In addition to the $18,500 Jennings gave to his daughter, he also used the Community Foundation's money to pay for mediation training, summer camp scholarships, a storage space rental and basketball hoops.

Of the $27,500 that Jennings spent, only about $1,500 appears to have been used for purposes that align with the agreement between the Community Foundation and the city, according to the memo.

In April 2015, Jennings funneled $500 to Private Dispute Resolution Services, a company owned by city council member Carol Berz. Berz said Friday she does not accept payment when training city employees in mediation because that would be a conflict of interest.

The Tennessee Supreme Court requires that each person trained in mediation be registered with the state; and each registration costs $100, records show. Berz said she believes the $500 payment was for those fees.

"There's no way we would have accepted something from the Youth and Family Development fund," she said. "We couldn't do that. We would accept, without a doubt, a check from the Community Foundation. There is absolutely nothing wrong with that."

The Community Foundation's funds were supposed to be distributed by an advisory committee made up of three people: Jennings, YFD program director Gary Rudolf and YFD deputy of education Jason McKinney, according to the memo.

But it appeared that Jennings himself initiated all of the spending between October 2014 and June 2016, Sewell wrote. He also noted the other two committee members are under Jennings' authority.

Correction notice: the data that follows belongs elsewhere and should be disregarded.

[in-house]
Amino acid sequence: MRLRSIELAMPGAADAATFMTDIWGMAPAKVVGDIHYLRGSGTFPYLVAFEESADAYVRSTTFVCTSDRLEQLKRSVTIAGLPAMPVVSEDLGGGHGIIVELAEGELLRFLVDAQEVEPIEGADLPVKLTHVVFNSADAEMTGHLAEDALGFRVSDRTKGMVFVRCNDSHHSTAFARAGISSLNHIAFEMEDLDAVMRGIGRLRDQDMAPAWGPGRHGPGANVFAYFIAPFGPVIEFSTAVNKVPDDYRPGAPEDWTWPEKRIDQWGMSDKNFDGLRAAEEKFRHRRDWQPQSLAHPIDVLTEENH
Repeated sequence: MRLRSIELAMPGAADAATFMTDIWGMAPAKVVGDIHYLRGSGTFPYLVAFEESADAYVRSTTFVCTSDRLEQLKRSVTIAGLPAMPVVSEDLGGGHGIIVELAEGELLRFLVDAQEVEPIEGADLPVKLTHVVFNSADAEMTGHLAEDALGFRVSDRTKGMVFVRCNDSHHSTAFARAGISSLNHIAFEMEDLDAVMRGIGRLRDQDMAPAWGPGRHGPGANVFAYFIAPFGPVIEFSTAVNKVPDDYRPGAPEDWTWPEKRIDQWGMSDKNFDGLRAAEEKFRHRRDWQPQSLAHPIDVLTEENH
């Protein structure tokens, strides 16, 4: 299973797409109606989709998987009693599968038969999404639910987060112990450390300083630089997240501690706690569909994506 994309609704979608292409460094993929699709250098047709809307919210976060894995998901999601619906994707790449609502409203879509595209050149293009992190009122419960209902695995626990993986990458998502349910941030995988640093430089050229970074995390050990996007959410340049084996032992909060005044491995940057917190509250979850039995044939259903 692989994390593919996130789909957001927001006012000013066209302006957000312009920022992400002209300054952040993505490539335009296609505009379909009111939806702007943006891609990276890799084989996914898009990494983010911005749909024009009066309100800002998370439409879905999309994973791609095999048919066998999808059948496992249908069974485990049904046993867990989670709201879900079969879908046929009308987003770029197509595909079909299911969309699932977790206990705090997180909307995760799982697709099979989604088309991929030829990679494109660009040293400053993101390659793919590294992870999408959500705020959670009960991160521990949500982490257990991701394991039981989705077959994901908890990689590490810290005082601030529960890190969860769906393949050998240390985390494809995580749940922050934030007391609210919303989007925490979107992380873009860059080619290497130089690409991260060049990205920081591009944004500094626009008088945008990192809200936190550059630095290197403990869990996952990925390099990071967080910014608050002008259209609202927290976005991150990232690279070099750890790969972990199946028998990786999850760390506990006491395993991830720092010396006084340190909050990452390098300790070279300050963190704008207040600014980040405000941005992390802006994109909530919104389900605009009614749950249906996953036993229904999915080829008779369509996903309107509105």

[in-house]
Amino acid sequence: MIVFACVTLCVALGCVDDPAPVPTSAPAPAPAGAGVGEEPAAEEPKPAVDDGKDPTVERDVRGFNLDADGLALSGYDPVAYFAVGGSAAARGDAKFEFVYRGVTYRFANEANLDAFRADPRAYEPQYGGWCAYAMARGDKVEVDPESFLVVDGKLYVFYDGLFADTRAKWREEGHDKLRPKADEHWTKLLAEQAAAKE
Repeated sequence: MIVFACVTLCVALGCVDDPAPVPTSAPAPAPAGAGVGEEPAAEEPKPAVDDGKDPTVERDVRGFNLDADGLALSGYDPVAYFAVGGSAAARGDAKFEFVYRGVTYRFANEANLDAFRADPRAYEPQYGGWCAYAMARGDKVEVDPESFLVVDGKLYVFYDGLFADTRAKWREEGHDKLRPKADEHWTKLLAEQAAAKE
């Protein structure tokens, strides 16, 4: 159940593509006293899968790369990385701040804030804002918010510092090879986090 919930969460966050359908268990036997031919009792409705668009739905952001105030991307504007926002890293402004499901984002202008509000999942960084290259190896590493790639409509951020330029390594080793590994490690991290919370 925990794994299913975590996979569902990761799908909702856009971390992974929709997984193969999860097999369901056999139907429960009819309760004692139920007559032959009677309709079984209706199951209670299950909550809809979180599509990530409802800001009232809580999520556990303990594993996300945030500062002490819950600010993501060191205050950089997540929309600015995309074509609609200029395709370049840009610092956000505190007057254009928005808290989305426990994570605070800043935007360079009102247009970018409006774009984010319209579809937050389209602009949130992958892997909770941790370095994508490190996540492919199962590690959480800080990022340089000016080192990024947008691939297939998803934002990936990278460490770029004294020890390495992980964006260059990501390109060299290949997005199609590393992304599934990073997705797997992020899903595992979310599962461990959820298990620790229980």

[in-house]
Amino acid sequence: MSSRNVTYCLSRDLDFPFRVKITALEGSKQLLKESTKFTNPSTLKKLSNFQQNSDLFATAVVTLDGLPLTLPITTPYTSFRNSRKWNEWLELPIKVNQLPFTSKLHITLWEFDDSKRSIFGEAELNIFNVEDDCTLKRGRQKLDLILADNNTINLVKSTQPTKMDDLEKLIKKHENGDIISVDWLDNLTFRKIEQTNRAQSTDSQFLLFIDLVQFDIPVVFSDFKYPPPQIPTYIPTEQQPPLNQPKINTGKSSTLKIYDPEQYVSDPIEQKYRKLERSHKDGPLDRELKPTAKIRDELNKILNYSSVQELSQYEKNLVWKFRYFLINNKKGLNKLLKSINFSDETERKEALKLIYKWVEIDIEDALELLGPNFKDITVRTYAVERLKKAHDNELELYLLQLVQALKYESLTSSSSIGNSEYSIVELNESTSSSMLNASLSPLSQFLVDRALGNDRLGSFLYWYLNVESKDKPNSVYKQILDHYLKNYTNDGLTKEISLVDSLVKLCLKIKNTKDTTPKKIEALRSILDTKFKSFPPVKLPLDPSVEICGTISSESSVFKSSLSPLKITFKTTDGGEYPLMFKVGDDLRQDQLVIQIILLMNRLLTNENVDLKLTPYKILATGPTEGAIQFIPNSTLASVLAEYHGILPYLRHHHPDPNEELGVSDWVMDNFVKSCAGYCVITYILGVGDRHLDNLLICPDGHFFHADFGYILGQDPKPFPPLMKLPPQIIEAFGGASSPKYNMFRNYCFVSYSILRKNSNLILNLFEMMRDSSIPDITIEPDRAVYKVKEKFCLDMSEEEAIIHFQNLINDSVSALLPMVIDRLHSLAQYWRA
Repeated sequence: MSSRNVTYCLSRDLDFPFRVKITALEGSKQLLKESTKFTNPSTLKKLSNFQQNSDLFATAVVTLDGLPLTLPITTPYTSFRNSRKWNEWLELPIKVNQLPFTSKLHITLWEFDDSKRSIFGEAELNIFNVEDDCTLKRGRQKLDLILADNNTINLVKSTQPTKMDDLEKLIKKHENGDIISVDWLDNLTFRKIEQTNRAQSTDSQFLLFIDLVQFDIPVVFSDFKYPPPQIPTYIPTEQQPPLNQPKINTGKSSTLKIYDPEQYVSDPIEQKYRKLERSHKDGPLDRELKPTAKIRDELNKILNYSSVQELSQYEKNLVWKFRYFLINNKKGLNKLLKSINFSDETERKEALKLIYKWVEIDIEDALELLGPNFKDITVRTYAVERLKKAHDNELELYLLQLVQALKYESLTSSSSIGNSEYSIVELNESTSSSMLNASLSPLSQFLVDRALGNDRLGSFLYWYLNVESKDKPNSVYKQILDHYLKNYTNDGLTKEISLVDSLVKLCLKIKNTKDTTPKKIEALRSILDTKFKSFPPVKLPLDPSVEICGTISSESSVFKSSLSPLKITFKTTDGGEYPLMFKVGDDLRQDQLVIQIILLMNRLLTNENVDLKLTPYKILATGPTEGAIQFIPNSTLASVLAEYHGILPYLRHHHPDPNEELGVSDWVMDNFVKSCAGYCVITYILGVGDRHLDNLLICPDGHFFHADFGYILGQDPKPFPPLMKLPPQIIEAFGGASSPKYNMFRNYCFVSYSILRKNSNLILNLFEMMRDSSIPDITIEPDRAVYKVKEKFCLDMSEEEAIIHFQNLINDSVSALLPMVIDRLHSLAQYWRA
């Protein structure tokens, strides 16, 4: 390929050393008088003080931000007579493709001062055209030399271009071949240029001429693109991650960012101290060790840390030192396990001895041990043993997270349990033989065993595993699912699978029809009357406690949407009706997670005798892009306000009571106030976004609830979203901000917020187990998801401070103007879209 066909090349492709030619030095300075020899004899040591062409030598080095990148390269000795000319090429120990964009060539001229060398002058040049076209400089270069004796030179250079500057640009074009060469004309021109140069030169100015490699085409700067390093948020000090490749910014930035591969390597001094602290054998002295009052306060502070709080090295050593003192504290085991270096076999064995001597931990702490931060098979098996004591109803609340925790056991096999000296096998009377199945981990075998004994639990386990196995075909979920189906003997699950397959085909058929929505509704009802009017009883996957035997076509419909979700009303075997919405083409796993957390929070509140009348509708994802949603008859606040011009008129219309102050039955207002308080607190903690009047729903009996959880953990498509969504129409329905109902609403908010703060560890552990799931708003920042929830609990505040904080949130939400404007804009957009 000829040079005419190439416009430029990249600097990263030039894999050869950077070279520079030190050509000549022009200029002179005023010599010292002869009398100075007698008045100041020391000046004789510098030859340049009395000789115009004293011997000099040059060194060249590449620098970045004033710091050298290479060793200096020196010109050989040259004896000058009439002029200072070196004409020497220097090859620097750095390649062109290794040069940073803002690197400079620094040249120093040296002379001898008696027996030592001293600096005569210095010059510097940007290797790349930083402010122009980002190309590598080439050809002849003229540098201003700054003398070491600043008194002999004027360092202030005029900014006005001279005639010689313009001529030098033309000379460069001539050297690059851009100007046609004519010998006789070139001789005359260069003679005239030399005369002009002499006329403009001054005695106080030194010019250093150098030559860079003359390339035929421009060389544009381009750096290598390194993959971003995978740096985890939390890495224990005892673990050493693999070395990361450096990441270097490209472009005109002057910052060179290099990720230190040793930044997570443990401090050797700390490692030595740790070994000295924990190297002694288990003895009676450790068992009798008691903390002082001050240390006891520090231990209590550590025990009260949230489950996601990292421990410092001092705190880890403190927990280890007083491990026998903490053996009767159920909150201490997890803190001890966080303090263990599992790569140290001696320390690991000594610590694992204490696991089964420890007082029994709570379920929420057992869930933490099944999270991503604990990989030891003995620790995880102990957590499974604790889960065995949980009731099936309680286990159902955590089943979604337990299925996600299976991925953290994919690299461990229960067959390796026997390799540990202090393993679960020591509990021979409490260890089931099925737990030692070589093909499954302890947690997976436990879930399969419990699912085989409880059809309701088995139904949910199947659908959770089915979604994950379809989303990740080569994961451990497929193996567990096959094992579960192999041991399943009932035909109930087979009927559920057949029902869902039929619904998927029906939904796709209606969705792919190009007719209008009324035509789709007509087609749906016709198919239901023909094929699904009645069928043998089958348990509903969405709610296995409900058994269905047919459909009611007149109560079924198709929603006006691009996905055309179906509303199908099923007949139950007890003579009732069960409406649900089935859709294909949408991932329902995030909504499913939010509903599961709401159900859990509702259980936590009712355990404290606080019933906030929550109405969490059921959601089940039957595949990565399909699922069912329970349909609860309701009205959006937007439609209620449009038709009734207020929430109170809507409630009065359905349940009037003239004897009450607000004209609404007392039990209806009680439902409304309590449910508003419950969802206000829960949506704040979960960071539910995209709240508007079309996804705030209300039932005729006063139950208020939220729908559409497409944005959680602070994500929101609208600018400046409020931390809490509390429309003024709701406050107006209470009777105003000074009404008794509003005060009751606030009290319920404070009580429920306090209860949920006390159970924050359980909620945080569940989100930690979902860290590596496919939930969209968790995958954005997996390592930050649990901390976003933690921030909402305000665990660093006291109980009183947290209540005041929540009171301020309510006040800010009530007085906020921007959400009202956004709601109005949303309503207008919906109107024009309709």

All committee members were required to recuse themselves on "any grant, loan or payment in which the member has a personal or financial interest," according to the memo.

The city's finance division will now make the final call on financial decisions for Youth and Family Development, Sullivan said. The one-week suspension was recommended by the city's human resource department, deputy chief operating officer David Carmody said.

"For this type of offense, human resources looked at other past disciplinary measures that are comparable and made a suspension recommendation based off of that," he said. "After receiving the recommendation, the chief operating officer and mayor made a final determination."

Jennings has been a city employee since 2013. Prior to that, he worked as the executive director of the Bethlehem Center, a nonprofit community center in Alton Park.

In addition to the payments Jennings made from the Community Foundation's money, he also moved around $50,000 in funds belonging to the Bethlehem Center during the summer, Sewell found.

Although he no longer works for the Bethlehem Center, Jennings by some oversight was still named as an authorized user on the Bethlehem Center's "V-Fund," which is managed by the Generosity Trust, a local Christian nonprofit.

In June, Jennings transferred $30,000 from the Bethlehem Center's fund to the YFD's fund. On the same day, he sent the Bethlehem Center a $20,000 "donation" — but the money came from the center's own fund.

Leaders at the Bethlehem Center were "disturbed," according to the memo. Two months later, in August, Jennings paid back $24,000 to the Bethlehem Center's fund. He'd apparently spent the remaining $6,000. The Generosity Trust agreed to provide $6,000 so the Bethlehem Center was completely reimbursed.

It's not clear why Jennings moved the money around. He told Sewell he was "trying to re-establish himself as having control over the fund," so he could win potential donors, according to the memo.

Four days after Jennings transferred the $50,000, another $2,000 was pulled out of the Bethlehem Center's fund.

It's not clear what happened to that money.

Contact staff writer Shelly Bradbury at 423-757-6525 or with tips or story ideas. Follow @ShellyBradbury.